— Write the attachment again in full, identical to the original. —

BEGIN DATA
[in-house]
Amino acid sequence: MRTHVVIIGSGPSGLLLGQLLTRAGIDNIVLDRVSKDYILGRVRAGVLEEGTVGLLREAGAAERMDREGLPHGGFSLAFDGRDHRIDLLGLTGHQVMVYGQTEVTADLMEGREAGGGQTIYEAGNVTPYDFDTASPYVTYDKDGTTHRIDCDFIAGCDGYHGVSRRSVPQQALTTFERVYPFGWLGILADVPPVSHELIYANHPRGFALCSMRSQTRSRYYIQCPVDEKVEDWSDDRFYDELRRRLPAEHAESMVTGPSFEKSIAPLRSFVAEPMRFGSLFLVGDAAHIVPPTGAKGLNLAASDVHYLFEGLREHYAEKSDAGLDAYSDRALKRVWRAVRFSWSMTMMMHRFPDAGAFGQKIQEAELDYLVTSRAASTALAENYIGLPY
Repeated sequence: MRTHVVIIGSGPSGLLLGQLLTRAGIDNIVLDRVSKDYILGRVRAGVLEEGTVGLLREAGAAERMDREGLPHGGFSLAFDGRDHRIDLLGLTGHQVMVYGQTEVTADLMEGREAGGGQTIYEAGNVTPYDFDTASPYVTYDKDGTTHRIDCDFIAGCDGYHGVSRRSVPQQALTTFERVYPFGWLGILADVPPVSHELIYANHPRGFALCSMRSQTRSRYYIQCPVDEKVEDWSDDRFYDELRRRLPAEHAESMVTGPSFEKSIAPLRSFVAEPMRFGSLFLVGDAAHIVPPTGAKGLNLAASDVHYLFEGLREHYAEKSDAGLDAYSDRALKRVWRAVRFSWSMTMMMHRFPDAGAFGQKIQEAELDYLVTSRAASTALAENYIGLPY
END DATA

[in-house]
Amino acid sequence: MRTHVVIIGSGPSGLLLGQLLTRAGIDNIVLDRVSKDYILGRVRAGVLEEGTVGLLREAGAAERMDREGLPHGGFSLAFDGRDHRIDLLGLTGHQVMVYGQTEVTADLMEGREAGGGQTIYEAGNVTPYDFDTASPYVTYDKDGTTHRIDCDFIAGCDGYHGVSRRSVPQQALTTFERVYPFGWLGILADVPPVSHELIYANHPRGFALCSMRSQTRSRYYIQCPVDEKVEDWSDDRFYDELRRRLPAEHAESMVTGPSFEKSIAPLRSFVAEPMRFGSLFLVGDAAHIVPPTGAKGLNLAASDVHYLFEGLREHYAEKSDAGLDAYSDRALKRVWRAVRFSWSMTMMMHRFPDAGAFGQKIQEAELDYLVTSRAASTALAENYIGLPY
Repeated sequence: MRTHVVIIGSGPSGLLLGQLLTRAGIDNIVLDRVSKDYILGRVRAGVLEEGTVGLLREAGAAERMDREGLPHGGFSLAFDGRDHRIDLLGLTGHQVMVYGQTEVTADLMEGREAGGGQTIYEAGNVTPYDFDTASPYVTYDKDGTTHRIDCDFIAGCDGYHGVSRRSVPQQALTTFERVYPFGWLGILADVPPVSHELIYANHPRGFALCSMRSQTRSRYYIQCPVDEKVEDWSDDRFYDELRRRLPAEHAESMVTGPSFEKSIAPLRSFVAEPMRFGSLFLVGDAAHIVPPTGAKGLNLAASDVHYLFEGLREHYAEKSDAGLDAYSDRALKRVWRAVRFSWSMTMMMHRFPDAGAFGQKIQEAELDYLVTSRAASTALAENYIGLPY